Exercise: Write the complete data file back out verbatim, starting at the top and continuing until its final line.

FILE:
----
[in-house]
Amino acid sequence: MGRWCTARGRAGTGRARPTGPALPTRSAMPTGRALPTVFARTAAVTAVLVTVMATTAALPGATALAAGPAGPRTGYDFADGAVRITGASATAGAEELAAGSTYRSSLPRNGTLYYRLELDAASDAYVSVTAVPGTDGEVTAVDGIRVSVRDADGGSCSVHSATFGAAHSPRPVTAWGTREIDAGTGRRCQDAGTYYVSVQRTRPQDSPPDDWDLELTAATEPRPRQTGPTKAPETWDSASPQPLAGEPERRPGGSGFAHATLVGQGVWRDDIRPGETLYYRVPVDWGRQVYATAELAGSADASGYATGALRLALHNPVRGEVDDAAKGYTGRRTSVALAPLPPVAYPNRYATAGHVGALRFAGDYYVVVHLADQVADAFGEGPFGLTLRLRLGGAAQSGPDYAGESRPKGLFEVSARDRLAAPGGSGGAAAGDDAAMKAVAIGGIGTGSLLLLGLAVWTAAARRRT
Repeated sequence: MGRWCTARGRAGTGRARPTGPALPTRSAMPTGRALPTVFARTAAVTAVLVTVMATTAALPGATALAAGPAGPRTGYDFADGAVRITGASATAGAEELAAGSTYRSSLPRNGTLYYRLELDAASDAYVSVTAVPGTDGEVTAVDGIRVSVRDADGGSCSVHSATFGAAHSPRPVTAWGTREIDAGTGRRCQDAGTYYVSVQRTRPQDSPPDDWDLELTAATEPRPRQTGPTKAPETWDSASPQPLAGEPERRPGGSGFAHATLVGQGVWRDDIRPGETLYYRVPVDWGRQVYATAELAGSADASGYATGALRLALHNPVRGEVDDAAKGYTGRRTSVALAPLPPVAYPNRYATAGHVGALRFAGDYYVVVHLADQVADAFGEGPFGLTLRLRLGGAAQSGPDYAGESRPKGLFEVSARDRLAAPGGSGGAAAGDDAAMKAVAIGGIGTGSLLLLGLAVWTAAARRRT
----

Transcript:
[in-house]
Amino acid sequence: MGRWCTARGRAGTGRARPTGPALPTRSAMPTGRALPTVFARTAAVTAVLVTVMATTAALPGATALAAGPAGPRTGYDFADGAVRITGASATAGAEELAAGSTYRSSLPRNGTLYYRLELDAASDAYVSVTAVPGTDGEVTAVDGIRVSVRDADGGSCSVHSATFGAAHSPRPVTAWGTREIDAGTGRRCQDAGTYYVSVQRTRPQDSPPDDWDLELTAATEPRPRQTGPTKAPETWDSASPQPLAGEPERRPGGSGFAHATLVGQGVWRDDIRPGETLYYRVPVDWGRQVYATAELAGSADASGYATGALRLALHNPVRGEVDDAAKGYTGRRTSVALAPLPPVAYPNRYATAGHVGALRFAGDYYVVVHLADQVADAFGEGPFGLTLRLRLGGAAQSGPDYAGESRPKGLFEVSARDRLAAPGGSGGAAAGDDAAMKAVAIGGIGTGSLLLLGLAVWTAAARRRT
Repeated sequence: MGRWCTARGRAGTGRARPTGPALPTRSAMPTGRALPTVFARTAAVTAVLVTVMATTAALPGATALAAGPAGPRTGYDFADGAVRITGASATAGAEELAAGSTYRSSLPRNGTLYYRLELDAASDAYVSVTAVPGTDGEVTAVDGIRVSVRDADGGSCSVHSATFGAAHSPRPVTAWGTREIDAGTGRRCQDAGTYYVSVQRTRPQDSPPDDWDLELTAATEPRPRQTGPTKAPETWDSASPQPLAGEPERRPGGSGFAHATLVGQGVWRDDIRPGETLYYRVPVDWGRQVYATAELAGSADASGYATGALRLALHNPVRGEVDDAAKGYTGRRTSVALAPLPPVAYPNRYATAGHVGALRFAGDYYVVVHLADQVADAFGEGPFGLTLRLRLGGAAQSGPDYAGESRPKGLFEVSARDRLAAPGGSGGAAAGDDAAMKAVAIGGIGTGSLLLLGLAVWTAAARRRT